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United States Department of Agriculture

Agricultural Research Service

Research Project: Genetic Improvement of Small Grains for Biotic and Abiotic Stress Tolerance and Characterization of Pathogen Populations

Location: Plant Science Research

Title: Mapping of QTL for tolerance to cereal yellow dwarf virus in two-rowed spring barley

Authors
item Del Blanco, Isabel -
item Hegarty, Joshua -
item Gallagher, Lynn -
item Falk, B -
item Brown-Guedira, Gina
item Pellerin, E -
item Dubcovsky, Jorge -

Submitted to: Crop Science
Publication Type: Peer Reviewed Journal
Publication Acceptance Date: March 9, 2014
Publication Date: July 1, 2014
Citation: Del Blanco, I.A., Hegarty, J., Gallagher, L., Falk, B.W., Brown Guedira, G.L., Pellerin, E., Dubcovsky, J. 2014. Mapping of QTL for tolerance to cereal yellow dwarf virus in two-rowed spring barley. Crop Science. 54:1468-1475.

Interpretive Summary: Cereal yellow dwarf virus (CYDV-RPV) causes a serious viral disease affecting small grain crops around the world. In the US, it frequently is present in California where it causes significant yield losses, and when infections start early in development, plant death. CYDV is transmitted by aphids, and it has been a major impediment to developing malting barley in California. To identify chromosome locations associated with tolerance/resistance to CYDV, a segregating population from a cross of the California adapted malting barley line Butta 12 with the CYDV tolerant Madre Selva was used to construct a genetic map. Tolerance to CYDV was evaluated in replicated experiments where plants were infected with the isolate CYDV-RPV. Analyses revealed the presence of two major genes for CYDV tolerance from Madre Selva on chromosomes 2H and 7H, and 4 minor genes from Butta 12 on chromosomes 3H, 4H, and 2H. A better understanding of the genes involved in the resistance to CYDV may help breeders develop new strategies to control these economically damaging viruses.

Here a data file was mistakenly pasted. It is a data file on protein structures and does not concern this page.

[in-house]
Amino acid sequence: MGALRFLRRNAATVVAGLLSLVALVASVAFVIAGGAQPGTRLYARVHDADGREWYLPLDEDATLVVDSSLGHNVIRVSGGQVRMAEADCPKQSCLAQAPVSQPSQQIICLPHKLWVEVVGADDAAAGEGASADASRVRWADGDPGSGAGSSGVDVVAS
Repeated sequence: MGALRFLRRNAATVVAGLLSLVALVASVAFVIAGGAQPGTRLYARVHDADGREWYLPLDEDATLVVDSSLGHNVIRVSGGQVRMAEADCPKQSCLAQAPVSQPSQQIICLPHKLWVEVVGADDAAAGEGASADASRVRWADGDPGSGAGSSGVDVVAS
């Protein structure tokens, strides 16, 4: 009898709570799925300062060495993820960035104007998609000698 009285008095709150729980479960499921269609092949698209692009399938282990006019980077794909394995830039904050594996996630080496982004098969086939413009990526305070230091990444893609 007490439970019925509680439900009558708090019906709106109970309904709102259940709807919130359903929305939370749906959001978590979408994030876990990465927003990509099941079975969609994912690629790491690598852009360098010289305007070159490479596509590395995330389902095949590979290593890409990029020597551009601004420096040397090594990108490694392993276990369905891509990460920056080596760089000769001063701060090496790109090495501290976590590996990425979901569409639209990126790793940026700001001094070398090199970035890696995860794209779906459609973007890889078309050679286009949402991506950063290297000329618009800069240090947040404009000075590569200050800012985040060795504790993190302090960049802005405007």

Technical Abstract: Cereal yellow dwarf virus (CYDV-RPV) causes a serious viral disease affecting small grain crops around the world. In the US, it frequently is present in California where it causes significant yield losses, and when infections start early in development, plant death. CYDV is transmitted by aphids, and it has been a major impediment to developing malting barley in California. To identify chromosome locations associated with tolerance/resistance to CYDV, a segregating population of 184 recombinant inbred lines (RIL) from a cross of the California adapted malting barley line Butta 12 with the CYDV tolerant Madre Selva was used to construct a genetic map including 180 polymorphic markers mapping to 163 unique loci. Tolerance to CYDV was evaluated in replicated experiments where plants were challenged by aphid mediated inoculation with the isolate CYDV-RPV in a controlled environment. Quantitative trait loci (QTL) analysis revealed the presence of two major QTL for CYDV tolerance from Madre Selva on chromosomes 2H (Qcyd.MaBu-1) and 7H (Qcyd.MaBu-2), and 4 minor QTL from Butta 12 on chromosomes 3H, 4H, and 2H. This paper discusses the contribution of each QTL and their potential value to improve barley tolerance to CYDV.

Last Modified: 10/24/2014
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